Thursday, December 2

Alzheimer’s: 6 foods rich in antioxidants to prevent dementia

Despite advances in medical science, exactly why a person develops Alzheimer’s syndrome is still unknown; what is well known are the consequences of suffering from this condition. However, recent research found that foods rich in antioxidants can prevent dementia and other problems caused by Alzheimer’s.

A Canadian investigation by the Institut National de la Recherche Scientifique (INRS) in Québec found that an oxidation and antioxidant imbalance in the blood can be an early warning sign of this disease. The researchers found that oxidative stress levels can show an increase even five years before the syndrome appears.

“Since there is an increase in oxidative stress in people who develop the disease, we can regulate the antioxidant systems. For example, we could modulate antioxidant systems, such as apolipoproteins J and D, that carry lipids and cholesterol in the blood and play an important role in brain function and Alzheimer’s disease. Another way would be to increase the intake of antioxidants through nutrition“Said the professor Charles Ramassamy, one of the authors of the investigation, in a press release.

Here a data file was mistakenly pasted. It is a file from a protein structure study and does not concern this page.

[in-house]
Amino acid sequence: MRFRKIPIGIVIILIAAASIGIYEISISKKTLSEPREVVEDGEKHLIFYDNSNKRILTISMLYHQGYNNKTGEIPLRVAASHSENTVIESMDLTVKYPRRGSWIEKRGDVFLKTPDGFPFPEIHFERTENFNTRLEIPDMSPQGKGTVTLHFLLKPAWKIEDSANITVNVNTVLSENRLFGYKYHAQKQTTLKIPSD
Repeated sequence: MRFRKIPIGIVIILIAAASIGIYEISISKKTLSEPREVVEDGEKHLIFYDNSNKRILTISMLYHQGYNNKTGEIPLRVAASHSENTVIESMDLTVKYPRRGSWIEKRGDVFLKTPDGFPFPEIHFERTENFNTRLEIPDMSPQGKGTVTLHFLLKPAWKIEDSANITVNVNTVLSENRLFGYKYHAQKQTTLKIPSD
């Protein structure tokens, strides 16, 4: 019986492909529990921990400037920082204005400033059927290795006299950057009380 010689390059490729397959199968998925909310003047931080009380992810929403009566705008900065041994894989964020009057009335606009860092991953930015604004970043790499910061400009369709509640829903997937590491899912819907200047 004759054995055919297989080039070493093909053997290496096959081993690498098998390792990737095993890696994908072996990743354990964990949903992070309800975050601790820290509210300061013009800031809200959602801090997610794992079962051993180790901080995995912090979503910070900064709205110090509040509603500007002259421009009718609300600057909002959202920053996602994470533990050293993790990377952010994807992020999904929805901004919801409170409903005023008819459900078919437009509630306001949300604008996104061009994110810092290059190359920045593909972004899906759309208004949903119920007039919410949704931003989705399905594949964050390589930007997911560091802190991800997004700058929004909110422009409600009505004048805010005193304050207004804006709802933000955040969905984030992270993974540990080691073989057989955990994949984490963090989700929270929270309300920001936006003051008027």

How to increase the amount of antioxidants we eat?

Antioxidants are substances present in certain foods capable of inhibiting the production of free radials, which are molecules that can damage cells. These are some foods that contain a good amount of antioxidants and that you can include in your diet to prevent Alzheimer’s:

  • Broccoli, which can be eaten steamed or raw.
  • Spinach, which is an essential ingredient in salads.
  • Carrots, can be eaten raw, cooked or cooked in butter.
  • Potatoes, cooked or baked is the best way to consume them.
  • Dark chocolate, but it is necessary to look for one without sugar, with the highest possible cocoa content.
  • Berries or red fruits such as blueberries, strawberries, raspberries, blackberries and grapes.

These foods can provide the body with antioxidant and neuroprotective molecules “In age-related degeneration and neurodegenerative disease,” say the authors of the research published in the journal Alzheimer’s & Dementia: Diagnosis, Assessment & Disease Monitoring.

Read more:

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+ The Blood Test That Predicts Alzheimer’s 16 Years Before It Occurs

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